Handy Cam: Versatile Denson ready to help Arizona at corner

Cam Denson, left, breaks up a pass in practice intended for Samajie Grant.

TUCSON, Ariz. — Cam Denson, Tucson born and raised, says his favorite Arizona Wildcats football player as a kid was Antoine Cason.

Seems appropriate.

Cason, the winner of the 2007 Jim Thorpe Award as the nation’s top defensive back, is one of the finest cornerbacks in UA history and started his first game as a true freshman.

Denson would like to take the same initial step.

The Salpointe Catholic graduate has six more practices this week to show the coaches what he can do at cornerback before the Wildcats, presumably, settle in to a starting lineup as game prep begins for the Aug. 29 opener against UNLV.

"If I’m fortunate enough to start in the first game, I have to be ready," Denson said. "If they call my name, I have to be held accountable for the team. I can’t let the team down and I have to prove a point — that I can play at the Division I level as a corner."

It wasn’t supposed to be like this.

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Denson was the centerpiece to Arizona’s 2014 class — a four-star recruit who was ranked No. 71 nationally by Scout.com. He led Salpointe to an undefeated season and a Division II state title, excelling on both sides of the ball, but his college future mostly was pegged at wide receiver.

But with overflowing depth at receiver, a lack of it at cornerback, and the need to get the athletic Denson somewhere on the field, Arizona coach Rich Rodriguez asked him to spend his freshman season in a backpedal.

"I told RichRod, if it’s best for the team, I’ll play corner," Denson said.

"I wasn’t fighting it or anything. Even before I came here, I thought about telling the coaches I want to play corner. At the time, it was faster for me to get on the field. It was a good move to my thinking."

Denson, speaking Sunday at Arizona’s Media Day, said he’s working with the second-team unit in practice. Senior Jonathan McKnight is entrenched at one cornerback spot. Denson, sophomore Devin Holiday and redshirt freshman Jarvis McCall are vying for the other starting spot.

"He has to get stronger," Rodriguez said of Denson, who is 5-foot-11 and 168 pounds.

"I think he’s seen that these college receivers are a little bit bigger and stronger. But he’s a competitive guy and he runs well. I think he took a big step in the last few days just getting more confident each and every day.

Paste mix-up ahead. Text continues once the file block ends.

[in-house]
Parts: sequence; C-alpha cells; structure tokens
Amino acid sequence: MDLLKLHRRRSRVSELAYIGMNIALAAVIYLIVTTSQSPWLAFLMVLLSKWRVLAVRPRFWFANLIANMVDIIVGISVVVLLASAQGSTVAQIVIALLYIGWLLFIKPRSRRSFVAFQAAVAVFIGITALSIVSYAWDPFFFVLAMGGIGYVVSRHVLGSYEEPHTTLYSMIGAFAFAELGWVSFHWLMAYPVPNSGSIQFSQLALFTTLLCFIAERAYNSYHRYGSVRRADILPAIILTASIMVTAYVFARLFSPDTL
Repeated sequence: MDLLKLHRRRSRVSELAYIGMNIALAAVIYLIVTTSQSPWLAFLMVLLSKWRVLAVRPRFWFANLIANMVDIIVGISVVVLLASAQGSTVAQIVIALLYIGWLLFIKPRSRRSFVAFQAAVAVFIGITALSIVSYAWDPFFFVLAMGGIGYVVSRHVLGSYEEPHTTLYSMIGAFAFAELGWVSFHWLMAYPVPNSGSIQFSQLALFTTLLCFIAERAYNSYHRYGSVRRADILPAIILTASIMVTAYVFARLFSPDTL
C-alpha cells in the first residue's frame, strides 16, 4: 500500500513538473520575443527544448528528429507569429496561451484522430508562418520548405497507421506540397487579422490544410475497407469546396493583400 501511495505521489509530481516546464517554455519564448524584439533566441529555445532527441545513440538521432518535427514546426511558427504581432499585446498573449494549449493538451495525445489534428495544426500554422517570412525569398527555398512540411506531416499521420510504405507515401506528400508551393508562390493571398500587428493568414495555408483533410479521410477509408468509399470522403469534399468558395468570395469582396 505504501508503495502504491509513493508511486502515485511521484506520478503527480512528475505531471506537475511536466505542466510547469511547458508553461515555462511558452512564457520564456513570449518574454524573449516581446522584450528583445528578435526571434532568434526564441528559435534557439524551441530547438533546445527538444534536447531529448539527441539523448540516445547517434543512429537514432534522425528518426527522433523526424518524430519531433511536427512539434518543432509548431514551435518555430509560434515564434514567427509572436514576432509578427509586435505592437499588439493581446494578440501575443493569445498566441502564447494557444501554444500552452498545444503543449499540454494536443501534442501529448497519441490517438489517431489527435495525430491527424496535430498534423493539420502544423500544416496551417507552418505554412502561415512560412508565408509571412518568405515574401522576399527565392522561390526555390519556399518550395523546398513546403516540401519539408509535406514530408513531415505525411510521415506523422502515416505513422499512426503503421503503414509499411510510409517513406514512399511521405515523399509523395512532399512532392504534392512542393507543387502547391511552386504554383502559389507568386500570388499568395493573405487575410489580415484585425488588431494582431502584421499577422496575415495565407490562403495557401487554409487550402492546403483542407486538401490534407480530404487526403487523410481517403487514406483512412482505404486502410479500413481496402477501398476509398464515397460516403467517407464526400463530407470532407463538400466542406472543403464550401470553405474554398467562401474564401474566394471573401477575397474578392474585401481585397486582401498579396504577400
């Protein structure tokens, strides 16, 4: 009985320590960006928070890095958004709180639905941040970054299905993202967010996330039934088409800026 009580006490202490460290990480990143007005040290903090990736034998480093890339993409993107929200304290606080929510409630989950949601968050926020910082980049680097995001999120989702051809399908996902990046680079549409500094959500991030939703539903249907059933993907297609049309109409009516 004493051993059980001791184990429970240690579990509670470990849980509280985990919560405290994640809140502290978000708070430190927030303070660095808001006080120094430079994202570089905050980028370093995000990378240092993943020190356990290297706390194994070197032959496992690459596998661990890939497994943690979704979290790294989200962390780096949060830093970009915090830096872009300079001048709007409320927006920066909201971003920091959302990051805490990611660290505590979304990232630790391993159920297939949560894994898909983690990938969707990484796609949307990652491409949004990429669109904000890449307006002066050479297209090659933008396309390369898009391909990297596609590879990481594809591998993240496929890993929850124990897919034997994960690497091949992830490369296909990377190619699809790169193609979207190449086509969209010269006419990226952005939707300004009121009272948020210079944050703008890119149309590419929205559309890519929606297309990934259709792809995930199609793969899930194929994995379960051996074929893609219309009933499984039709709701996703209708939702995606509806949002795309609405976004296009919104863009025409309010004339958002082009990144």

"He’ll be one of those freshmen who play early. I don’t know if he’s a starter — he’s still learning — but he’s going to have a great career here."

Denson was the first player to commit to Arizona 2014 class, doing so in January 2013. The class ended up ranked 30th nationally, hurt late by the de-commitments of four-star cornerback Naijiel Hale (Washington) and five-star corner Jalen Tabor (Florida). Cornerback depth took another punch when Derek Babiash, who would have been a sophomore, left the team after spring practice.

So even if Denson doesn’t crack the starting lineup, the opportunity is there for time in Arizona’s nickel and dime packages.

"Because of all the spread teams, you have to have more corners ready to play. You have to have three or four," Rodriguez said.

"That’s why if people follow our recruiting at all, we’re getting a lot more DBs, a lot more corners coming in. Our numbers have been really, really low. They are a little bit better this year, but the next two years, we’re going to get to the point where we’re playing five or six corners at some point in every game."

By then, Denson might be a wide receiver. His high school highlights show his potential in the return game, too.

As junior safety Will Parks said, "Cam, he’s got some stuff to him."

He’ll soon show it to his hometown crowd. The kid who grew up cheering for the cardinal and navy picked Arizona early, but not mindlessly. What helped cement his choice was being in the stands for big wins over USC in 2012 and Oregon in 2013.

And he intently watched hometown hero Ka’Deem Carey become a two-time All-American running back.

"Just seeing Ka’Deem having a lot of success here, that played a role," Denson said. "I don’t have to leave Tucson to be successful."

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